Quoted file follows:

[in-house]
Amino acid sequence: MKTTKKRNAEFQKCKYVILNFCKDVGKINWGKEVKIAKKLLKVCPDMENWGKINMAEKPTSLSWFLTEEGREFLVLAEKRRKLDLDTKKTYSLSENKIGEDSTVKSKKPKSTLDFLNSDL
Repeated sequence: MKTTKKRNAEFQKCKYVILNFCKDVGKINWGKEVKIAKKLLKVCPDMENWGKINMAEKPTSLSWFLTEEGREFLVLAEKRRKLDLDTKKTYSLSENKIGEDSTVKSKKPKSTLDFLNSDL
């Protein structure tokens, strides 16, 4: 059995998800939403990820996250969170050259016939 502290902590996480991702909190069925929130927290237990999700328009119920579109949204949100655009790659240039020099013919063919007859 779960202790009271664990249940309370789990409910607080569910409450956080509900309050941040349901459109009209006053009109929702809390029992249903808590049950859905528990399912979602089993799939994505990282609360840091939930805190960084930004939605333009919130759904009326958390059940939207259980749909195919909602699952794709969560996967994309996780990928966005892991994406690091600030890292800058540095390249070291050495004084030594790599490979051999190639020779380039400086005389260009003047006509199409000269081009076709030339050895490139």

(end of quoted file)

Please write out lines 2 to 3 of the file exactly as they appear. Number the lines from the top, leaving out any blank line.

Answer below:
Amino acid sequence: MKTTKKRNAEFQKCKYVILNFCKDVGKINWGKEVKIAKKLLKVCPDMENWGKINMAEKPTSLSWFLTEEGREFLVLAEKRRKLDLDTKKTYSLSENKIGEDSTVKSKKPKSTLDFLNSDL
Repeated sequence: MKTTKKRNAEFQKCKYVILNFCKDVGKINWGKEVKIAKKLLKVCPDMENWGKINMAEKPTSLSWFLTEEGREFLVLAEKRRKLDLDTKKTYSLSENKIGEDSTVKSKKPKSTLDFLNSDL